People vary greatly in how confident they are in their own perceptions. I hypothesize that the people who are exceptionally good at perceiving reality correctly got that way by scrutinizing the reliability of their own perceptions much more probingly than most people are are willing to. (But beware the “distinguished scientist” effect.)

    Unless doing so is an assignment for a class or a personal favor to Robin, the mere fact that one is a regular reader of this blog vastly increases the probability that one subjects his perceptions to probing scrutiny, which by my hypothesis increases the probability that one is exceptionally good at perceiving reality.

    If a reader of this blog hesitates to make some important decision, there is no shortage of people who will boldly make that decision in his or her stead. It is an ethical mistake to refrain from acting until one is sure because that concedes the decision to people who are more confident and less competent.

  • Eliezer, it seems to me that Hal is trying to go as far as he can in the direction of not presuming that he knows more than others. So the reason to disagree with the majority on majoritarianism, but not on God, is because the first disagreement is required by the whole approach, while the second is not.

  • Robin, you can’t justify a line of reasoning by saying that it’s “required by the whole approach”. Either it works or it doesn’t. If you need to draw an accurate map of a city, walking through the city works, flipping coins doesn’t. Even if flipping coins is “required by the whole approach” for approach X, it still won’t work, just like engines can’t run on water.

    Likewise with saying, “I think the majority is biased so I’m going to reject their opinion.” Either that’s a reasonable justification or not (I sure think it is), but either way a cognitive procedure is not going to work for drawing accurate maps on just one occasion and then fail at all other times – let alone exhibit such behavior because it’s “required by the whole approach”.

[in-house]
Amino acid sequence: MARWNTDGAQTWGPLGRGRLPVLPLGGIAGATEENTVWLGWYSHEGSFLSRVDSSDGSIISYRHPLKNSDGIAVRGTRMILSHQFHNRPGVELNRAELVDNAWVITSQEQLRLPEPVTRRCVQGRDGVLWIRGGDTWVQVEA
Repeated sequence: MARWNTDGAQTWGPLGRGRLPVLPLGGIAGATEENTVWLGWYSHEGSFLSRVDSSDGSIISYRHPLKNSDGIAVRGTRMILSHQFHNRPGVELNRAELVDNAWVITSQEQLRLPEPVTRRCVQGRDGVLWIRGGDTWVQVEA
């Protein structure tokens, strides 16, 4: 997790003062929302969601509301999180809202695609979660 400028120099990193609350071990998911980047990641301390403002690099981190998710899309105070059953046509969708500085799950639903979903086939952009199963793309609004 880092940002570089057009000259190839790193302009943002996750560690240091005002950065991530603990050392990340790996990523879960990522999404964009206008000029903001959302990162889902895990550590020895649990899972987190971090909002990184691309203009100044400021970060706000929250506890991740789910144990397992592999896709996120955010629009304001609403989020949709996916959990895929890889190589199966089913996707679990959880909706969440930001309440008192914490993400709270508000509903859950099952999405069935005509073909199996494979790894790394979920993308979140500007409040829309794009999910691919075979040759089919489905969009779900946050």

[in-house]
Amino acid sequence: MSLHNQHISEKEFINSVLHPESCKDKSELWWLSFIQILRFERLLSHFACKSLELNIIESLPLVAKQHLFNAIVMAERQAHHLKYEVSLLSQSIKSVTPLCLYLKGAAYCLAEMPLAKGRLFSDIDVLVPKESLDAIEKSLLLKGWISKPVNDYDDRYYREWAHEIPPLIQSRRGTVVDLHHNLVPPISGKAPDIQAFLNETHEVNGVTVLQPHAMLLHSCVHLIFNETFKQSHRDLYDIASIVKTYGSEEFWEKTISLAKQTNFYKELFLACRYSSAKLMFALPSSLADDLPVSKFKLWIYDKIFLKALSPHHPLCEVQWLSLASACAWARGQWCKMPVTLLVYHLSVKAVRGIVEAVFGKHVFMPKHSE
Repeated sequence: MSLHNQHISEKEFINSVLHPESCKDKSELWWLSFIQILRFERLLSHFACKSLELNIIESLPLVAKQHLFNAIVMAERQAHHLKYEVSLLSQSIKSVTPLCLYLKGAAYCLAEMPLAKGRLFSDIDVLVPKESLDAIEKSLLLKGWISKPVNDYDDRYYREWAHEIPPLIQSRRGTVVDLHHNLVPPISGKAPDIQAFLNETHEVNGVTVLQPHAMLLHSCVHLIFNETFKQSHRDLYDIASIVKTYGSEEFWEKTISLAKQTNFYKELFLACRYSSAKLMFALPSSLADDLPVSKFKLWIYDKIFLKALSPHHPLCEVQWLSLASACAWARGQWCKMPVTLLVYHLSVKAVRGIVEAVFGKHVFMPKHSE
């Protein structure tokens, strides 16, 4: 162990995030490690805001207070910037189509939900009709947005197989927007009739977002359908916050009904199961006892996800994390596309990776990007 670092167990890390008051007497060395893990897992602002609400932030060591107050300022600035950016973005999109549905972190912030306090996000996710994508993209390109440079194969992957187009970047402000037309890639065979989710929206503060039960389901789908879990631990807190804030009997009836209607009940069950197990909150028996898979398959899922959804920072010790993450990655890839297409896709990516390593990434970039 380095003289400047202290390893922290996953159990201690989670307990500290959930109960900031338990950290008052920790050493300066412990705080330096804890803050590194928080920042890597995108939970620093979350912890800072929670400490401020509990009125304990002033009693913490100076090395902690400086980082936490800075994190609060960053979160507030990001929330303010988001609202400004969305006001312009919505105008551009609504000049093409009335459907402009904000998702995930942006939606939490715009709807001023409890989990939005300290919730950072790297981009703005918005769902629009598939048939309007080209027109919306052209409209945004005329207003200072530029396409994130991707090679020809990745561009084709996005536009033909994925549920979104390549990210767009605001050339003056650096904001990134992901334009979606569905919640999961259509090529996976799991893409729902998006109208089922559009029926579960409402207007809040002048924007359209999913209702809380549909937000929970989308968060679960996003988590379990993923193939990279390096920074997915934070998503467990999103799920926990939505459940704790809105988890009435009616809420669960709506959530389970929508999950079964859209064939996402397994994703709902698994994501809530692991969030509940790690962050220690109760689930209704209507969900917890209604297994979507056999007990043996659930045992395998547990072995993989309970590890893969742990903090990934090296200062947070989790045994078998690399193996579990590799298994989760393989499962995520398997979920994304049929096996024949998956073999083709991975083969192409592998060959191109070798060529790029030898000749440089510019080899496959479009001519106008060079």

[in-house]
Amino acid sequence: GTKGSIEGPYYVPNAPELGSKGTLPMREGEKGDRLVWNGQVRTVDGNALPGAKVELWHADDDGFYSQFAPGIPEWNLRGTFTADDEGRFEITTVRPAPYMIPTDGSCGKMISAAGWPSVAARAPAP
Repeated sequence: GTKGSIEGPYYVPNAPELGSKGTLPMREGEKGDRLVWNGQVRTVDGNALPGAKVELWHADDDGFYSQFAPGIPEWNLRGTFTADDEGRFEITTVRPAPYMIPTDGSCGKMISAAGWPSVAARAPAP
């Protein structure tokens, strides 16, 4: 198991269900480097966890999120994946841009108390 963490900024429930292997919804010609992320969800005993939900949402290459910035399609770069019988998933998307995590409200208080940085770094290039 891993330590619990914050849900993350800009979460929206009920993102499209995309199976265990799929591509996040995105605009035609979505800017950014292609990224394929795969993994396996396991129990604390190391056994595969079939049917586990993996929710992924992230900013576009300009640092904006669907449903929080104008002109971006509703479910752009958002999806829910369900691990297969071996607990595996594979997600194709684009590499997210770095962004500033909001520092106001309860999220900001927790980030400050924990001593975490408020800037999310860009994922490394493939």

• On Bias, the Wisdom of Crowds, and Philosophical Majoritarianism

    Wow. It’s one thing to claim bias or conflict of interest every single time you disagree with someone else. It’s a whole different beast when you recognize that everyone (including yourself) is biased everywhere, all the time. Hal Finney’s post is an i…

  • Paul Gowder

    Can I break out the religion reductio again? Please don’t convince me that normative epistemology commits me to believing in the existence of a supernatural deity.

  • Hmmm. You’re only better off accepting the average opinion if you are not already in the shaded area.

    My view is that your model is information-neutral but people are not. A simple instance would be to ask everyone in the world what the Russian word “piva” means in their language. Dude, I’m not taking the majority view on that! So much for facts.

    In the world of less factually based opinion, I’m wondering *why* I would take your stance. Were it true that the majority was wiser than the individual, our views would remain the same in perpetuity. But they don’t.

  • Matt

    You’re assuming opinions are normally distributed, but shouldn’t we expect a multimodal distribution due to the social nature of beliefs? Think about how that graph would look like for the age of Earth in town where half of the people are evangelical christians.

  • Pingback: Whose opinions can we trust? | Pharmer's Tangents()

  • Richard Boase

    People are educated mostly along majority consensus lines however, at least in the basic things. For example, math lessons in school will teach not only the majority oare apinion but the global consensus as doctrine, i.e. as self-evident and objective truth. However, as Math gets more and more complex and further levels of complexity are added, expressions written math for the purpose of physics for example, rearrange the entire canon of mathematics previously understood to be self-evident truth. E=MC² for example, alters a localised view ‘Newtonian Physics’ into an atomic global view, ‘Quantum Physics’.

  • Richard Boase

    Majority opinions are like people. Everybody has one. 🙂